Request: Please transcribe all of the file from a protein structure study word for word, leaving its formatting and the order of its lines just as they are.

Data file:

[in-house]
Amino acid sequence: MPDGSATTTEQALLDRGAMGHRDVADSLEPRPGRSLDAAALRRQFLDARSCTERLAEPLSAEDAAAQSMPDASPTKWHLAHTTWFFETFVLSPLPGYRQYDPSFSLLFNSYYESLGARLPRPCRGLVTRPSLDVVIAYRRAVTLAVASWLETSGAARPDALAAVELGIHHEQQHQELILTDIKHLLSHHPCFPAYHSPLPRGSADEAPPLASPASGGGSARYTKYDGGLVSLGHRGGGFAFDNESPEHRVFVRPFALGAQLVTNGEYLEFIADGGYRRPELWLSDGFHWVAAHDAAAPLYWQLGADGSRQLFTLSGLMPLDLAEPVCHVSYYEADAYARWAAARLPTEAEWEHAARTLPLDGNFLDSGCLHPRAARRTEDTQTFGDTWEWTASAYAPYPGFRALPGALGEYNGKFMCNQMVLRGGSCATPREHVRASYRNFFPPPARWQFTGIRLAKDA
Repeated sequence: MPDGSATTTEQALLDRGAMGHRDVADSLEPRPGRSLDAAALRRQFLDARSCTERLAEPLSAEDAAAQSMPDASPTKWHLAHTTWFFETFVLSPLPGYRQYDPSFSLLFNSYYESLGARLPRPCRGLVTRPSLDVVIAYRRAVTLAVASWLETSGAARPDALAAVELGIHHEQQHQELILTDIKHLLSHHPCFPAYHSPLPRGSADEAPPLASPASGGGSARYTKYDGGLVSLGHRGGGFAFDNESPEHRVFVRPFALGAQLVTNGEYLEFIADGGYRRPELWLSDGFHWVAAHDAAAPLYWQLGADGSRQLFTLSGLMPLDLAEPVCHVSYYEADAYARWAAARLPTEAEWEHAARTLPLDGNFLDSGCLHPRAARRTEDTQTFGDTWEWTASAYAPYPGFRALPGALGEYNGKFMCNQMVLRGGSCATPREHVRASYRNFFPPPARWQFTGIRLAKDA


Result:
[in-house]
Amino acid sequence: MPDGSATTTEQALLDRGAMGHRDVADSLEPRPGRSLDAAALRRQFLDARSCTERLAEPLSAEDAAAQSMPDASPTKWHLAHTTWFFETFVLSPLPGYRQYDPSFSLLFNSYYESLGARLPRPCRGLVTRPSLDVVIAYRRAVTLAVASWLETSGAARPDALAAVELGIHHEQQHQELILTDIKHLLSHHPCFPAYHSPLPRGSADEAPPLASPASGGGSARYTKYDGGLVSLGHRGGGFAFDNESPEHRVFVRPFALGAQLVTNGEYLEFIADGGYRRPELWLSDGFHWVAAHDAAAPLYWQLGADGSRQLFTLSGLMPLDLAEPVCHVSYYEADAYARWAAARLPTEAEWEHAARTLPLDGNFLDSGCLHPRAARRTEDTQTFGDTWEWTASAYAPYPGFRALPGALGEYNGKFMCNQMVLRGGSCATPREHVRASYRNFFPPPARWQFTGIRLAKDA
Repeated sequence: MPDGSATTTEQALLDRGAMGHRDVADSLEPRPGRSLDAAALRRQFLDARSCTERLAEPLSAEDAAAQSMPDASPTKWHLAHTTWFFETFVLSPLPGYRQYDPSFSLLFNSYYESLGARLPRPCRGLVTRPSLDVVIAYRRAVTLAVASWLETSGAARPDALAAVELGIHHEQQHQELILTDIKHLLSHHPCFPAYHSPLPRGSADEAPPLASPASGGGSARYTKYDGGLVSLGHRGGGFAFDNESPEHRVFVRPFALGAQLVTNGEYLEFIADGGYRRPELWLSDGFHWVAAHDAAAPLYWQLGADGSRQLFTLSGLMPLDLAEPVCHVSYYEADAYARWAAARLPTEAEWEHAARTLPLDGNFLDSGCLHPRAARRTEDTQTFGDTWEWTASAYAPYPGFRALPGALGEYNGKFMCNQMVLRGGSCATPREHVRASYRNFFPPPARWQFTGIRLAKDA